Schnier recalls the band sleeping on floors and making less than a $100 per week. “It was a hard thing to come home and tell mom and dad but at the same time we were passionate about what we were doing,” he says. “Back then, there was doubt, but it wasn’t self doubt. We were more doubting about whether the rest of the world was going to come around.”
That certainly happened with their Sony deal. The group released two albums, garnered some radio airplay and upped its national recognition quotient, particularly among college students. Still, despite high expectations on both sides, moe. never quite registered a radar blip in the public pop consciousness.
As Derhak looks back at the Sony years, he acknowledges, “There’s always people in the industry who are blowing smoke up your ass, even people who are close to you, saying ‘This is it, this is going to be your thing.’ I’m a dreamer, I live in a dream world half the time, so I’m constantly buying into anything great somebody will tell me. But eventually, we recognized that we’re not really that band. It was nice to fantasize about those things, but in the end it really just isn’t us.”
So what kind of band was moe.?
The group as purposeful as ever, returned to the D.I.Y. ethos of Rollins on an increasingly larger scale. Rather than in a van, moe. traveled in a tour bus. Aided by the Internet, the group’s relaunched and revitalized Fatboy Records label put out the double live release L in 1999 and a series of studio albums when the group started work on Dither later that year. The group also launched its own music festival, moe.down—held every Labor Day weekend in Mohawk, N.Y. and now in its 11th year—which as Schnier describes, “has become an annual family gathering for 10,000 of our fans.”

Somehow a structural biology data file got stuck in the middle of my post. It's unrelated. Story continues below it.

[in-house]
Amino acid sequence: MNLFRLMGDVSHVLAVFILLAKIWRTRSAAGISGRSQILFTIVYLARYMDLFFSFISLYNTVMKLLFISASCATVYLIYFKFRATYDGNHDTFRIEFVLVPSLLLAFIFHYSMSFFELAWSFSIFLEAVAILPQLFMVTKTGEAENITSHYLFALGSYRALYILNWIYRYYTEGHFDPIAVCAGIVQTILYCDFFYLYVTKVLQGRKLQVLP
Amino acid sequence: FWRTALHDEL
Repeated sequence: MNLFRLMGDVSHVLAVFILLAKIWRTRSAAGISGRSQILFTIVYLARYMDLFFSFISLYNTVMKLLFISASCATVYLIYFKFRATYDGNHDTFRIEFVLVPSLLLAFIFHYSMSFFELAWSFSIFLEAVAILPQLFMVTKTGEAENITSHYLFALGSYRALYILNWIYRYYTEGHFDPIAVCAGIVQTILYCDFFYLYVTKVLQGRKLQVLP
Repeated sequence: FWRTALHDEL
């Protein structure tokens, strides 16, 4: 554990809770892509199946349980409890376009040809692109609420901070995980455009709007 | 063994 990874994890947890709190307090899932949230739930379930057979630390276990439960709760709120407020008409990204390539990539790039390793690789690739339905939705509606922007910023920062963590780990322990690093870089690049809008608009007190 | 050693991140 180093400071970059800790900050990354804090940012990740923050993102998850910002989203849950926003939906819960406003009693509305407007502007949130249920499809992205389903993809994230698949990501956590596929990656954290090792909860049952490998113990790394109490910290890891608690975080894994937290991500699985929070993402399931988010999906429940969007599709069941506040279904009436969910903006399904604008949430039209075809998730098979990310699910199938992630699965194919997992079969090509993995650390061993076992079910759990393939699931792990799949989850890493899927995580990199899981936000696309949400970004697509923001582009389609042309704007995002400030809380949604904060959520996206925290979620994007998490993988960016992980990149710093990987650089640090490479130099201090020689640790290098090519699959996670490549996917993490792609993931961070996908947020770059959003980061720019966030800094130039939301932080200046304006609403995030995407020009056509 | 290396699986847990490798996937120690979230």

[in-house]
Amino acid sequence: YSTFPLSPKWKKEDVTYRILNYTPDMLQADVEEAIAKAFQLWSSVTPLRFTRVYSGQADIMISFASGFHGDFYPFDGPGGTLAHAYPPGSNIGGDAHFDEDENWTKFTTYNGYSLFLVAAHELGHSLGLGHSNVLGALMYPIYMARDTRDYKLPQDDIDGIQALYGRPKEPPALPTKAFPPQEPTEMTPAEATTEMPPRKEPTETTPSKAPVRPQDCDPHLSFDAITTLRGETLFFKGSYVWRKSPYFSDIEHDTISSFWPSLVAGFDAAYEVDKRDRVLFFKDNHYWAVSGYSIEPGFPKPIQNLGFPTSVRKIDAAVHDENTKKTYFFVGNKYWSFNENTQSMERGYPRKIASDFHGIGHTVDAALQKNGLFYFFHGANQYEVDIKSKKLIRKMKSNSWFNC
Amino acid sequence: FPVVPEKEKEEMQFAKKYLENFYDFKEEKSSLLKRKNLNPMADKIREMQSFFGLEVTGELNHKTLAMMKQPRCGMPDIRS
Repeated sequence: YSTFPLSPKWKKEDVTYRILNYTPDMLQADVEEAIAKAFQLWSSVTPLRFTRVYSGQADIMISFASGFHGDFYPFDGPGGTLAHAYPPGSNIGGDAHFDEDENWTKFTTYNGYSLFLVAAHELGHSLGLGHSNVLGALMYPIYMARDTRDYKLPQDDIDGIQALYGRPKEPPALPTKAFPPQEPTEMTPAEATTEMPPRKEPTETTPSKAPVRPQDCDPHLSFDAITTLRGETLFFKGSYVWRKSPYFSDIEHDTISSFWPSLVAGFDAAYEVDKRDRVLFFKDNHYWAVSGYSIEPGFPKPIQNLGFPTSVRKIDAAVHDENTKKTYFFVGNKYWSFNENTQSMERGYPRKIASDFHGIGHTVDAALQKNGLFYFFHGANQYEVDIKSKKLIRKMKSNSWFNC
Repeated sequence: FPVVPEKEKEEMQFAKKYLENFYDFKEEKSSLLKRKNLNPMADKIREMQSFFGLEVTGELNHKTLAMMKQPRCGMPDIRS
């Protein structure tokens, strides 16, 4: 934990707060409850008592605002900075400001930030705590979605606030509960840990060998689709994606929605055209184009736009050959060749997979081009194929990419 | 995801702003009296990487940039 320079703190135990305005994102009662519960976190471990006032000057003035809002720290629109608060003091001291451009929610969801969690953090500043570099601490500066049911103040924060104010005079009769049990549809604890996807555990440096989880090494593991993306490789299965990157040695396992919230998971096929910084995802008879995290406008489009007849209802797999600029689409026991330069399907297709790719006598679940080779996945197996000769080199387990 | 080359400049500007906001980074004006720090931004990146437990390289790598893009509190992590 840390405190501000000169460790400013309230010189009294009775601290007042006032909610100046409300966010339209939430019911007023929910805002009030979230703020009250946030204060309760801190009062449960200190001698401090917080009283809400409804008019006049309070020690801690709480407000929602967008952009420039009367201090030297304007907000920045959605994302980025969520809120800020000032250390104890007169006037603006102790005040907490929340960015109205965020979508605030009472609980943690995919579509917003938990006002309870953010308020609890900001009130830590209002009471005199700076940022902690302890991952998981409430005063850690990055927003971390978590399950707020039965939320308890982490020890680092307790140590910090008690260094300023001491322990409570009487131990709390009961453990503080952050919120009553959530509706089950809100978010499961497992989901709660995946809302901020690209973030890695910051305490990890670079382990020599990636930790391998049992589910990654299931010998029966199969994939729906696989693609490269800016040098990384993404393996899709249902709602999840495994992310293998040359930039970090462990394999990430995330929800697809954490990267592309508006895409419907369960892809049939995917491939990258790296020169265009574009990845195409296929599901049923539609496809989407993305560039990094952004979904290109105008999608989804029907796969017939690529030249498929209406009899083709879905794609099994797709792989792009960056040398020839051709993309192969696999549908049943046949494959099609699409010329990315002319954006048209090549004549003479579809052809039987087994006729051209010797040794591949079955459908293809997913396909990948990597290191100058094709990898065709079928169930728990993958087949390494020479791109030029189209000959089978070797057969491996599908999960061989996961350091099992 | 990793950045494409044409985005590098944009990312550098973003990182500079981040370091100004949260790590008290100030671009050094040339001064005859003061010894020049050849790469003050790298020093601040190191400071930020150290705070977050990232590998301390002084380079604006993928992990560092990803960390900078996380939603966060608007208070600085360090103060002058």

On the eve of the mainstream music industry’s implosion, moe. was a 20th century band succeeding with what would become the 21st century business model.
The first decade of that 21st century saw the band continue to build its base, expand its festivals to include snoe.down in Rutland, Vt. (heading into its 6th year) and Summer Camp in Chillicothe, Ill. (it just celebrated its 10th year in May) while simultaneously issuing new records. Along with these efforts, business concerns crept in by necessity. Derhak admits, “When you have to deal with the rising cost of health insurance, then you realize you’re not just a band that you’re this entity as far as business goes.”